Age-related Macular Degeneration

Table of Content

What is Age-related Macular Degeneration (AMD)?

  • AMD is a common eye condition and a leading cause of vision loss among people age 50 and older
  • It causes damage to the macula, a small spot near the center of the retina and the part of the eye needed for sharp, central vision, which lets us see objects that are straight ahead.
  • The condition can make it difficult to read or recognize faces.

 

What are the risk factors for developing AMD?

What are the symptoms of AMD?

 

  • Blurring of central vision (may be gradual or rapid in onset)
  • Increasing difficulty with reading
  • Patchy visual loss
  • Distorted vision e.g. a grid of straight lines appears wavy and parts of the grid appear blank

 

What are the two types of AMD? 

 

Generally, patients with AMD are grouped into one of two categories – those with dry macular degeneration (Dry AMD) and those with wet macular degeneration (wet AMD).

Dry AMD

  • About 80% (8 out of 10) of people who have AMD have the dry form which is quite common
  • Dry AMD is when parts of the macula get thinner with age and tiny clumps of lipoprotein called drusen grow and you slowly lose central vision
  • As Dry AMD progresses, blurred spot is seen in the center of the vision
  • There is no way to treat dry AMD yet

Wet AMD

  • This form is less common, affecting only 10 percent of all people with AMD but is much more serious
  • Wet AMD is when new, abnormal blood vessels grow under the retina. These vessels may leak blood or other fluids, causing scarring of the macula
  • You lose vision faster with wet AMD than with dry AMD.

How is AMD diagnosed?

The early and intermediate stages of AMD usually start without symptoms. Only a comprehensive dilated eye exam can detect AMD. The eye exam may include the following:

Visual acuity test

This eye chart measures how well you see at distances

Dilated eye exam

Your eye care professional places drops in your eyes to widen or dilate the pupils. This provides a better view of the back of your eye. Using a special magnifying lens, he or she then looks at your retina and optic nerve for signs of AMD and other eye problems.

Amsler grid

Your eye care professional also may ask you to look at an Amsler grid. Changes in your central vision may cause the lines in the grid to disappear or appear wavy, a sign of AMD

Fluorescein Angiogram

In this test, which is performed by an ophthalmologist, a fluorescent dye is injected into your arm. Pictures are taken as the dye passes through the blood vessels in your eye. This makes it possible to see leaking blood vessels, which occur in a severe, rapidly progressive type of AMD (see below). In rare cases, complications to the injection can arise, from nausea to more severe allergic reactions.

Optical Coherence Tomography Angiography

OCT is a newer, non-invasive, quick exam that helps visualize the retinal microarchitecture. Sometimes, it will uncover tiny areas of fluid or retinal irregularity not readily apparent to a retina specialist during a microscopic exam.

Many people don’t realize they have AMD until their vision is very blurry.  Therefore, it is important to have regular visits to an ophthalmologist. He or she can look for early signs of AMD before you have any vision problems

What are the treatment options for AMD?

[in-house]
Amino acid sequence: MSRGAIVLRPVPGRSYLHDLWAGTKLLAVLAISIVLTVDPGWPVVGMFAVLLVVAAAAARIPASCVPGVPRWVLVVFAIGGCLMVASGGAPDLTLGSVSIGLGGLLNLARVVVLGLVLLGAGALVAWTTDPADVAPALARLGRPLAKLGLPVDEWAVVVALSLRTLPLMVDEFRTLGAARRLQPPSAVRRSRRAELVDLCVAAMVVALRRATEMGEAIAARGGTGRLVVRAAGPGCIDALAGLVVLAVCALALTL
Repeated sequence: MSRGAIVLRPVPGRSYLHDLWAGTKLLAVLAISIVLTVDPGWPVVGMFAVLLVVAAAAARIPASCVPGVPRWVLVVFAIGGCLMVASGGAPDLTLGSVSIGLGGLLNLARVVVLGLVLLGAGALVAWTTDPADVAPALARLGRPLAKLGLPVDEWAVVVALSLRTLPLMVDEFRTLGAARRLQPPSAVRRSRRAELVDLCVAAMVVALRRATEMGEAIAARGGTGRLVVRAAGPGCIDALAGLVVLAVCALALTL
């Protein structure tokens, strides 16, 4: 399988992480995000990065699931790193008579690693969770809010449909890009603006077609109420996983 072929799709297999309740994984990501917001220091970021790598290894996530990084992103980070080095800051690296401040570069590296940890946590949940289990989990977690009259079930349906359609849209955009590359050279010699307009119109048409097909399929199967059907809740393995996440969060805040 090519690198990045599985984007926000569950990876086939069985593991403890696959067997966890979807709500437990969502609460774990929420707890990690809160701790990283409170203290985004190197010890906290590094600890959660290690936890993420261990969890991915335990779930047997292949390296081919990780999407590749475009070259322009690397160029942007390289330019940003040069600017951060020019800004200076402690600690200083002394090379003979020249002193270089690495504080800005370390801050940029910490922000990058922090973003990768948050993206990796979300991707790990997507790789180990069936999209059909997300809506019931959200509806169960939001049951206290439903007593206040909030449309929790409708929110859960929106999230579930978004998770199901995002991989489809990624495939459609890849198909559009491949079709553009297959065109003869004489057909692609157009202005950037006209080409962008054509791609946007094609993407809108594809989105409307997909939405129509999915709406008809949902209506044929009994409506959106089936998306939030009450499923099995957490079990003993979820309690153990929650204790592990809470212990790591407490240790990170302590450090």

Dry AMD

Currently, no treatment exists for Dry AMD, which in many people shows no symptoms or loss of vision. However, people with lots of drusen or serious vision loss might benefit from taking a certain combination of nutritional supplements.

  • AREDS 2 (Age-Related Eye Disease Study 2) was a very large research study. It looked at taking vitamins and minerals daily for AMD
  • This study found that certain nutritional supplements could help some people who have a lot of drusen
  • These supplements may also help people who have lost a lot of vision in at least one eye from AMD
  •  It is important to remember that nutritional supplements are not a cure for AMD, but they may help to slow the disease in some people with early- to mid-stage AMD.

Wet AMD

Treatment options for wet AMD:

Laser Photocoagulation

Laser surgery may also be used to treat some types of wet AMD. Your eye surgeon shines a laser light beam on the abnormal blood vessels. This reduces the number of vessels and slows their leaking

Photodynamic therapy with verteporfin

This method uses a non-thermal laser together with an intravenous drug to seal and halt or slow the progression of the condition

Injections

To help treat wet AMD, there are medications called anti-VEGF drugs. Anti-VEGF treatment helps reduce the number of abnormal blood vessels in your retina. It also slows any leaking from blood vessels. This medicine is delivered to your eye through a very slender needle.

What Can I Do if I Have Already Lost Vision due to AMD?

Many people with AMD see better in bright light.

Paint rooms and ceilings in white to add extra brightness

Pull back curtains to allow more sun into the room

Choose the Right Light

 

What can I do to protect my vision?

5 Tips to Protect Against Macular Degeneration

References

  1. https://www.aao.org/eye-health/diseases/amd-macular-degeneration. Last accessed on 02/04/2019
  2. https://nei.nih.gov/health/maculardegen/armd_facts. Last accessed on 02/04/2019.
  3. http://www.northtexasretina.com/macular-degeneration.htm. Last accessed on 02/04/2019.
  4. https://www.singhealth.com.sg/patient-care/patient-education/age-related-macular-degenration. Last accessed on 02/04/2019.

 

 

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